The God of War series has been one of Playstation’s strongest franchises since its debut in 2005. The titles have been known for their graphics, scores and the accessible combat that carries its gameplay. Early in 2012, SCE Santa Monica revealed that their next project in the series, God of War Ascension, is a prequel exploring the events “before Kratos became known as the Ghost of Sparta.”

Kratos’ journeys aren’t known for riveting stories or innovative gameplay, but rather how its epic scores and visuals come into balance with accessible fighting mechanics. This creates a presentation difficult to rival. The concept of a God of War prequel is quite intriguing. The first instalment had an interesting story of Kratos willing to go through anything to exact revenge on Ares and put an end to his tyranny by  retelling the story of a hero selling his soul to the devil. However as the series went on, Kratos became more of bloodthirsty barbarian than a tragic hero.

This is a dive into the uncharted waters of the God of War universe and no doubt there’s a lot of work going into the project. I found the first game to have the best plot and it’ll be interesting to see how Kratos came to the suicidal state he was in at the beginning of the series. Though I believe most people desire a new story. One that’s a genuine Greek tragedy and hopefully stays clear of the usual theme of futile journeys and ironclad fates. It’s also difficult to relate to Kratos when all the previous games had him constantly yelling and murdering gods for no greater purpose beyond power. To see Kratos as a general with emotions and realistic ambitions will be a welcome addition to this Spartan’s story and I’m excited to find out how Sony Santa Monica will tackle this.

It's safe to assume gorgons will return.

Historical events like the Battle of Marathon or the Battle of Thermopylae would be interesting to partake in. These battles could be even more fascinating if Kratos fought alongside historical figures like King Cleomenes or King Leonidas. In addition, it would be nice to see Kratos simply expressing some actual affection for someone or even meeting new characters that don’t end up dead soon after their introductions.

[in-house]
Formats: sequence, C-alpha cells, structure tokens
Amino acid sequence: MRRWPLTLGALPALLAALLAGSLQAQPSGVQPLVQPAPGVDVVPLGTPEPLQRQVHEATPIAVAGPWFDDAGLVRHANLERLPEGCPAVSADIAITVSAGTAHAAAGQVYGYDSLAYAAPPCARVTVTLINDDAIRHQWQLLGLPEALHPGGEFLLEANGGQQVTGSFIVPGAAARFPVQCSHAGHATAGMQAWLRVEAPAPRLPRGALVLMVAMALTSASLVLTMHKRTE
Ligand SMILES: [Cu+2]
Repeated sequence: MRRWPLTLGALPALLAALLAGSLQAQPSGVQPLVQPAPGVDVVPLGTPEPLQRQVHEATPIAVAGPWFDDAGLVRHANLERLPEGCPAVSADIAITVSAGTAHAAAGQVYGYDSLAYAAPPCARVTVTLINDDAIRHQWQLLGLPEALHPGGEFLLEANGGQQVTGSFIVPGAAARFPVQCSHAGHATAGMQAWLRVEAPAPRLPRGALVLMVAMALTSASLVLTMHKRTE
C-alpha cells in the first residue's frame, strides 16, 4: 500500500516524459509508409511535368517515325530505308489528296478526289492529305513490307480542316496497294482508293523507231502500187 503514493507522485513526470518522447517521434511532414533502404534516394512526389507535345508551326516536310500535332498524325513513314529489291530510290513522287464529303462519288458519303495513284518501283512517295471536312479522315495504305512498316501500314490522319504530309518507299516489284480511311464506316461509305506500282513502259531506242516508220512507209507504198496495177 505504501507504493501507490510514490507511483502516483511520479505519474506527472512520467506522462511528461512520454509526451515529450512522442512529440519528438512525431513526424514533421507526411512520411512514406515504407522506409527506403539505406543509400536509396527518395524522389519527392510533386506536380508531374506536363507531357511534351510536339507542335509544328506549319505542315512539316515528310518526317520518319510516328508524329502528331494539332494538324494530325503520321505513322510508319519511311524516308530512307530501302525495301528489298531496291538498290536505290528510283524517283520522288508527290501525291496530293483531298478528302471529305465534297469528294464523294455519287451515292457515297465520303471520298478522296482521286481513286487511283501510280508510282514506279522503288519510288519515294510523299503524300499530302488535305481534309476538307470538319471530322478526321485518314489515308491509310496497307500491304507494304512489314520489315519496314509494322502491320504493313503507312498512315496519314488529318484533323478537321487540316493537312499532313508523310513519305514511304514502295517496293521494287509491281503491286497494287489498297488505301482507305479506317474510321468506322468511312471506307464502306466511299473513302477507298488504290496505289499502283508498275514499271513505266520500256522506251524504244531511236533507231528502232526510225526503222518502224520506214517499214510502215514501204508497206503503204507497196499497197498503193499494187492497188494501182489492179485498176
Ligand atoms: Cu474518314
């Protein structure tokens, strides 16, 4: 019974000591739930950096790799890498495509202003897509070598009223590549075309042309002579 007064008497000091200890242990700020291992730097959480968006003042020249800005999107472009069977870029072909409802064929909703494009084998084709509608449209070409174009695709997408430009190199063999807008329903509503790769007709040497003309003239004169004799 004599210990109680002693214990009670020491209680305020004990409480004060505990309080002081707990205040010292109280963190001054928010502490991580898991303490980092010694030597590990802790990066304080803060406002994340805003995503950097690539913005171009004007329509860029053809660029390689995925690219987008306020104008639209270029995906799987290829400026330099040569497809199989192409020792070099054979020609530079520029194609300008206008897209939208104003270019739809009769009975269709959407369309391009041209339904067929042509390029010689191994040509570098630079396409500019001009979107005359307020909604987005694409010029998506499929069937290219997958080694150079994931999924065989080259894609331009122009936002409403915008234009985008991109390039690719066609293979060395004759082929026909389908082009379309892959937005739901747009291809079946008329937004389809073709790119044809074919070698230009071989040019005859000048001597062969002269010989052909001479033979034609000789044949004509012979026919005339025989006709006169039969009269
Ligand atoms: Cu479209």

Though this untouched narrative shows a lot of potential, I have my concerns about the gameplay. As simple as it’s always has been, the main hook in the gameplay was the sheer brutality of Kratos’ actions, the scope of his fights and the feeling of empowerment the player gains. I’m sure Kratos will find someone or something that gives him some form of superhuman abilities, but the total scope and feeling of empowerment is worrying. Kratos having fought every interesting mythological creature and god I can think of, I’m curious as to what may be considered enough of a threat for him to go out of his way to kill this time and still maintain a sense of vigor. Both the titans and gods have already been defeated in past entries and having to fight mere mortals in God of War Ascension would far from enough because of the precedents set within the series. When I first saw Kratos climbing about the Colossus of Rhodes my jaw dropped. The scope of his goal is something that is rarely shown in video games and is never well executed when replicated in titles outside the series.

As fun as the games may be, Kratos’ story is being dragged out quite the bit and this prequel is a result of Sony Santa Monica painting themselves into a corner. I’m hoping the studio soon moves away from Kratos and tries a new idea with a fresh approach. But I’ll be the first to admit that I love everything the series has to offer and wouldn’t mind them just starting anew with a different setting. For instance, it would really interest me to see a God of War style game set in Egypt fighting the creatures and gods of ancient Egyptian mythos. An intricate story and well written characters would be welcome also as that’s been a weakness of the series in its recent entries. That being said, Sony Santa Monica hasn’t made a second-rate God of War title so there’s no fair reason to doubt them. The series needs a breath of fresh air and I’m hoping that God of War Ascension is the title to do so.